As much as we love our canine companions, there will be behaviors that are, shall we say… embarrassing.
If you’ve found yourself wondering:
- “Why does my dog have an erection?!”
- “Are dog boners normal?”
- “Why does my dog have a red rocket?”
- “Why is my dog obsessed with his penis?”
There’s no need to worry. It’s perfectly normal doggy behavior!
Commonly known as a dog’s ‘red lipstick’ or a ‘red rocket dog,’ the dog penis is both an embarrassment and a mystery when it makes an appearance in public.
We’ve put together some information on what causes dog erections, and some basic need-to-knows on the dog penis.
All About The Dog Penis
There’s rarely much talk surrounding a dog’s penis, and most people would rather not think about it in general. Perfectly understandable!
The majority of conversation surrounding a dog’s red rocket is mostly confined to memes and jokes. However, a responsible pet owner knows that a dog’s reproductive organ is an important part of a dog’s health, and something that should be given an adequate degree of attention.
Understanding what’s going on in your dog’s reproductive organs will help you keep your dog healthy, happy, and safe.
The first thing to keep in mind, when talking about a dog’s penis, is that it is commonly hidden under skin tissue called a prepuce; this is what people often mistake to be the dog’s penis instead.
Inside this prepuce, the canine penis is coated in a mucous membrane. This membrane gives color to a dog’s discharge; healthy dog penis discharge is often yellowish-white or tinged green.
Any other discharge is cause for concern, especially when a dog discharges blood. Bloody discharge is often due to infections, and can also result from blood clotting disorders or even tumors.
Why Do Dogs Get Erections?
While the dog penis is often hidden in the prepuce, there are often embarrassing instances when it comes out.
According to scientists, the reason for a dog erection boils down to arousal. This does not mean sexual arousal, as we may be led to believe. Arousal is simply a term used to describe any form of excitement.
This excitement can be as guileless as seeing its owner or being in a new environment. This is why your dog can still get erections even if they are neutered.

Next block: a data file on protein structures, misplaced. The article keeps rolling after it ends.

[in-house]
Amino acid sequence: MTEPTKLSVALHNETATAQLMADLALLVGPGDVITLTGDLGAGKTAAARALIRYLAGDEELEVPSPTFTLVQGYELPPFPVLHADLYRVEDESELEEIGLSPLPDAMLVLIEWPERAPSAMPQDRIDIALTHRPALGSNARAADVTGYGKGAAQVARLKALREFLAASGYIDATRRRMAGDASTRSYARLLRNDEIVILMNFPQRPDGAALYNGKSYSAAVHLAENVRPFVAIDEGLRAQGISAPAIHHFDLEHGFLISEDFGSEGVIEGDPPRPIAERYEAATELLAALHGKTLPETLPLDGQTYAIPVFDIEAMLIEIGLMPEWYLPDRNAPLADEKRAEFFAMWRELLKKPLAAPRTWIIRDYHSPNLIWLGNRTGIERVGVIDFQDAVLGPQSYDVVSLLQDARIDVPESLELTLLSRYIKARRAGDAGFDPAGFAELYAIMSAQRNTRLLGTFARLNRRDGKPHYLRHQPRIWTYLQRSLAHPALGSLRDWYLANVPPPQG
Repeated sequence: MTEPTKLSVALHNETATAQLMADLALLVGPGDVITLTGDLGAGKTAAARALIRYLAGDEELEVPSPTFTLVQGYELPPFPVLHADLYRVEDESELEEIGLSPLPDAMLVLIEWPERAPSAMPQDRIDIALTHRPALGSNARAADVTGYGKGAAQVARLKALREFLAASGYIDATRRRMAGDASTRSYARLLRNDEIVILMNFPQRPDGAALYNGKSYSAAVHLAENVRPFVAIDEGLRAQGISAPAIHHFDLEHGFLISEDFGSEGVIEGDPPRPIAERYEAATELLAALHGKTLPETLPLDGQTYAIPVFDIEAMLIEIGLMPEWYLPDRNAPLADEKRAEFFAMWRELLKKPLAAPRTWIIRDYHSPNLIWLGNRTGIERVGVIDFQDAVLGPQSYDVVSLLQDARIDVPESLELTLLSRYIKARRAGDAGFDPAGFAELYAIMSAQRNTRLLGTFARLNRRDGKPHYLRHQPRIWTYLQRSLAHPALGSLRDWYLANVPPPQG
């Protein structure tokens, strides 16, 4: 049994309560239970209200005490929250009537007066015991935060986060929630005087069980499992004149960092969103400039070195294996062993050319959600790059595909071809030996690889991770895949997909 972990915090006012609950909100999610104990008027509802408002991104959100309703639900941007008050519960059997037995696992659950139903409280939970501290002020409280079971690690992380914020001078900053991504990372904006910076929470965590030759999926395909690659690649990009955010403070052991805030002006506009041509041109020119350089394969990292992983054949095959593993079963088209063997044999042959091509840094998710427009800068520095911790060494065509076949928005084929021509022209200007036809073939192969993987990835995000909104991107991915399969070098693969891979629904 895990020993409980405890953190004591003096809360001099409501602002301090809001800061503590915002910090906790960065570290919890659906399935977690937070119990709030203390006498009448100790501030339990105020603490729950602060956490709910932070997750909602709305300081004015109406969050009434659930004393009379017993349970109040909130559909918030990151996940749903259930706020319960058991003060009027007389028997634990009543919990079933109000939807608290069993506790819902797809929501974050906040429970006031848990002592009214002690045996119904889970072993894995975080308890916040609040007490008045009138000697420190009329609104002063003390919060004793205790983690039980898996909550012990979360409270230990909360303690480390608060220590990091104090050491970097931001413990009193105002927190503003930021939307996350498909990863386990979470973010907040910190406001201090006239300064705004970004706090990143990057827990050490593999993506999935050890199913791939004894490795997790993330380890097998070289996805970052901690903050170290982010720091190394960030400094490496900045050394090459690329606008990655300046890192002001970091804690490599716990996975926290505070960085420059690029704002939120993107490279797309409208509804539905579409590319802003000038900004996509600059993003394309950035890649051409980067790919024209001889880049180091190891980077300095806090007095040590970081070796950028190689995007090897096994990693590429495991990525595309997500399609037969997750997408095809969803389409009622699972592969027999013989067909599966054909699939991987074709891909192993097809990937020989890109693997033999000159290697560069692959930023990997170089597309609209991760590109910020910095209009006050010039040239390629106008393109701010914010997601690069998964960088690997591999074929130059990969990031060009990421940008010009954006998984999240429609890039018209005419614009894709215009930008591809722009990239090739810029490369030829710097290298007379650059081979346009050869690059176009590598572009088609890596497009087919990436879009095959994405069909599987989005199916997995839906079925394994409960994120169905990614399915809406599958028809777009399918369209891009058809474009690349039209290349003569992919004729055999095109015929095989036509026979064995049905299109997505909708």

Stress and excitement can also lead to humping behaviors, and excessive licking.
See also: Why do dogs lick your face?
Humping behaviors can be a learned trait to alleviate high levels of emotion. Like with arousal, humping isn’t inherently sexual. Often, humping is a behavior used to invite dogs to play, and sexually immature dogs will display this to other dogs.
Erections are a common and normal occurrence in dogs, and while they’re often nothing to worry about, anything that happens too often is a cause for concern. If an erection happens too often and for too long, you may want to rule out any problems with your dog and contact a vet.
Common problems include erectile dysfunction, as well as anatomical problems such as hair or abnormal growth.
Aside from physical problems, persistent erections may also be caused by behavioral issues. As with any unwanted behavior, this can be discouraged through training.
Not giving your dog attention is a proven way to discourage the behavior, ensuring they don’t associate it with displays of attention.
Barring medical concerns, it would be a good idea to contact a behaviorist if the issue persists.
Why Does My Dog Lick My Other Dog’s Private Parts?
Dog owners, especially those who keep multiple dogs, may find themselves asking, “Why does my dog lick my other dog’s privates?”
Just as the sexual behavior of dogs can elude us, dogs licking other dogs is a habit that can stump us entirely!
Just like butt sniffing, a dog can glean a lot of information by licking another dog’s privates. Scientists are unsure how the process occurs, exactly, but they are positive that this information is gleaned through pheromones present in the organ.
Information such as sexual maturity, health, age, gender, and even mood can be gained. As the reason behind this behavior is driven by pheromones, neutering the dog being licked may help avoid this behavior in the future.
While licking other dogs is a normal canine behavior, too much of it can be harmful to both. It would be a good idea to keep an eye on both pets to see how they react.
Too much licking can lead to a fight, which harms both dogs. When it seems the dog being licked is getting irked, it may be best to interfere. Even the most patient of dogs can snap, and it would be best to stop the behavior if it persists for more than a few seconds.
Too much licking can also be a sign of a behavioral disorder, and it may be necessary to contact a vet or behaviorist.
If your dog is constantly being licked by other dogs, this may be a sign of a wound or infection. It is best to look for abnormal drainage, broken skin, and irritated skin. If the problem doesn’t go away on its own, you may need to call a vet.
Anything else you want to know about the infamous dog erection!?